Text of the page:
Ruth Mondschein and her daughters, Paula and Joan, spent much of their professional lives helping children – especially children with disabilities.
Ruth, now 92, worked for the U.S. Secretary of Education as director of special projects. During that time, she traveled throughout Latin America, helping raise awareness about children with disabilities and establishing programs to provide assistance. Paula, an opera singer and a survivor of 9/11, established a successful opera education program for disabled youth and adults. Joan, who died in 2014, directed special projects for two federal agencies, including an initiative in Guatemala to train and employ disabled youth.
The Mondscheins' commitment to the well-being of children led them to the University of Arizona Steele Children's Research Center, where researchers and physician-scientists are dedicated to advancing medical knowledge through basic and translational research to improve children's health. The UA Steele Center is one of the Centers of Excellence within the University of Arizona Health Sciences.
"Their commitment to improving children's lives is extraordinary," said Dr. Fayez K. Ghishan, professor and head of the UA Department of Pediatrics, director of the Steele Center and physician-in-chief of Banner Children's at Diamond Children's Medical Center.
Ruth met Ghishan in 1996 and joined the Steele Center's advisory board in 1997. She served on the board for several years and remains an active supporter. She is passionate about the research being done at the Steele Center to prevent children's diseases.
"I have such admiration for Dr. Ghishan," Ruth said. "He is brilliant and progressive, and he knows which areas of research to focus on."
Ruth – who has a doctorate in humanities, letters and education and is affectionately known as "Dr. Ruth" – exudes a joy and zest for life that is inspiring. She swims every day. She is quick-witted and happy to describe in vivid detail a fascinating experience from her illustrious past – as an actor, singer, dancer, professor, professional speaker and an international advocate for people with disabilities, particularly children.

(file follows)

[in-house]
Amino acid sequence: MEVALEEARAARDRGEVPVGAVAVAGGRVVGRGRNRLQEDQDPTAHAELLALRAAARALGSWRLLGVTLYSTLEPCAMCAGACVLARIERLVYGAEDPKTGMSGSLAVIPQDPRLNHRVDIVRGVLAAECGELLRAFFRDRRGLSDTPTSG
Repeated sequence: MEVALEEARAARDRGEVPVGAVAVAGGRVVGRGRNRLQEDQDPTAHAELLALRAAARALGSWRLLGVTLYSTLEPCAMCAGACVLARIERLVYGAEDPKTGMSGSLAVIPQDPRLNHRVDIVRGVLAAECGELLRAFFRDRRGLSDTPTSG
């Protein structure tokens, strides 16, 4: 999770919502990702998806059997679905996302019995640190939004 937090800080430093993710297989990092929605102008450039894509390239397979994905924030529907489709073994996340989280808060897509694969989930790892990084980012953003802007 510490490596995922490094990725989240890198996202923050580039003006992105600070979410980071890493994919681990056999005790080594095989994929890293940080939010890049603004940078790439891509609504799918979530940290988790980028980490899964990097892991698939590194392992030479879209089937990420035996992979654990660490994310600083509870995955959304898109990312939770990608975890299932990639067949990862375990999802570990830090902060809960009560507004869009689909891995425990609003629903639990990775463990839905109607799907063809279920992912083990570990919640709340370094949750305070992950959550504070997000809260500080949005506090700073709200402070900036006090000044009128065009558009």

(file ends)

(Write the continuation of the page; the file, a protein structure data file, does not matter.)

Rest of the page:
"I've worked most of my professional life helping children, so it felt natural that I become involved with the Steele Center," Ruth said.
"There is a joy that holds the world together: the joy of children," Ruth said, quoting the writer Pearl S. Buck. "This really sums up why we chose to support the UA Steele Center. It's so important to help children as much as we possibly can."
In 1997, Ruth worked with her friend Jim Click to create the nonprofit organization Linkages, which "links" employers to qualified candidates with disabilities.
Paula also devoted part of her career to enriching the lives of disabled children. She spent many years as a professional opera singer, performing and teaching opera in Rome. After she completed a master's degree in music education, she combined her love of music and children to establish the opera education program for disabled youth and adults in New York, eventually expanding it throughout the United States.
"I believe the greatest compliment I received were letters from teachers, telling me they had changed their way of teaching based on my program," Paula said.
When 9/11 happened, Paula was working as a therapist and had to be pulled from the rubble of 2 World Trade Center. She spent the next five years counseling 9/11 survivors, including children who had lost one or both parents.
Joan, too, worked to improve the lives of children with disabilities. Her work took her throughout Europe, Latin America and the Middle East, organizing and directing special projects for the U.S. Department of Agriculture, Very Special Arts (now known as VSA) and the President's Committee on Employment of People With Disabilities.
"Joanie loved and admired Dr. Ghishan," Ruth said.
In honor of Joan, Ruth and Paula plan to create an endowment for children's research at the Steele Center with a focus on pediatric autoimmune disorders as they relate to cancer, kidney diseases, Type 1 diabetes, inflammatory bowel disease (Crohn's disease and ulcerative colitis), and other conditions. They also hope to provide support for the UA School of Dance – under the direction of Jory Hancock, dean of the College of Fine Arts and director of the school – to encourage the talent of young artists.